Tesla Birth Watch 6: "If You Think of Tesla as the IPhone, We're AT&T"

tesla birth watch 6 if you think of tesla as the iphone were at t

After failing to ascend to the top slot at software maker SAP, forty-year-old Israeli entrepreneur Shai Agassi has decided to populate the world with electric car recharging stations. The International Herald Tribune reports Agassi's newly-founded " Project Better Place's" plans to "extend the existing electric-power grids with a wide network of intelligent recharging stations in urban areas." Sticking to the cellular phone biz model, Agassi wants to sell motorists juice on a subscription basis, and lease and/or finance the vehicles to end users (that's motorists to you and me). And here's the big difference between your silly ideas and his: the software maven has raised $200m to fund his ambitions. Investors include Israel Corp. (a transportation and technology holding company), Vantage Point Venture Partners (Tesla's backers) and private investors such as booze billionaire Edgar Bronfman Sr. and former World Bank head James Wolfensohn (uh-oh). As for the problem of waiting for a recharge, Agassi envisions a smaller number of "car wash style" automated battery-swapping stations. Meanwhile, it's worth noting that Tesla has yet to deliver a single electric roadster to a customer after multiple production delays, while iPhone has delivered over 1.4m units since its scheduled launch.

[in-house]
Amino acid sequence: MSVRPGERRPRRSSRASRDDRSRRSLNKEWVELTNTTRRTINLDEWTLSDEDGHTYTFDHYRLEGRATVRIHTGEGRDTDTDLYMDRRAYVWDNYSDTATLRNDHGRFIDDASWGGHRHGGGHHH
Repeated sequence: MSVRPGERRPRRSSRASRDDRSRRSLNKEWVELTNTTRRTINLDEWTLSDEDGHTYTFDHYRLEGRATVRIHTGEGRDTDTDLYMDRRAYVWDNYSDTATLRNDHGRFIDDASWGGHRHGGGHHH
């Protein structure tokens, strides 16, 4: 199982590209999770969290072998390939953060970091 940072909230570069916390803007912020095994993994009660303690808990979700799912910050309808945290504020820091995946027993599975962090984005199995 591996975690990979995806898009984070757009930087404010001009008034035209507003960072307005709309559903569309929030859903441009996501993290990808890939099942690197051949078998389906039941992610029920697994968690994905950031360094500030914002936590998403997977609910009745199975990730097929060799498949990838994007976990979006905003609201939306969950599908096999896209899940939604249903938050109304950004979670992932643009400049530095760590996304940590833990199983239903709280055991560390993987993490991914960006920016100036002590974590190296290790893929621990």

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  • Dean Dean on Oct 29, 2007

    There won't be anything special about the electricity, but you will require a special plug, probably 220V (or more for truly rapid charging), and a battery charger smart enough to shut off the juice when the LIon battery is about to spontaneously combust. You won't be able to just string a 50' extension cord to the nearest wall outlet. I don't know if this venture will succeed, but at least with enough $$ behind him he might be able to leverage the car companies into standardizing on a plug and charge method.

  • Jthorner Jthorner on Oct 29, 2007

    The chances of coming up with a standardized battery pack are just about zero. You can't even find a standard battery pack for cell phones, laptops or power tools. And, this is just one of the unsolvable problems with this pipe dream. $200M down the drain.

  • Jkross22 Jkross22 on Oct 29, 2007

    But we do have standards for computer cables, bluetooth and stereo interconnects. Is it that those industries know something the car/truck folks don't? BMW Chrysler and GM are working on a hybrid model for those companies' cars.... the auto folks know how to collaborate. Question is, would they do it if this guy said so.

  • John John on Oct 29, 2007

    I was thinking more about size and shape rather than connectors. To get the maximum range, this is going to be a battle of cramming the most battery volume into wherever it will fit. Height, width, and length variables.

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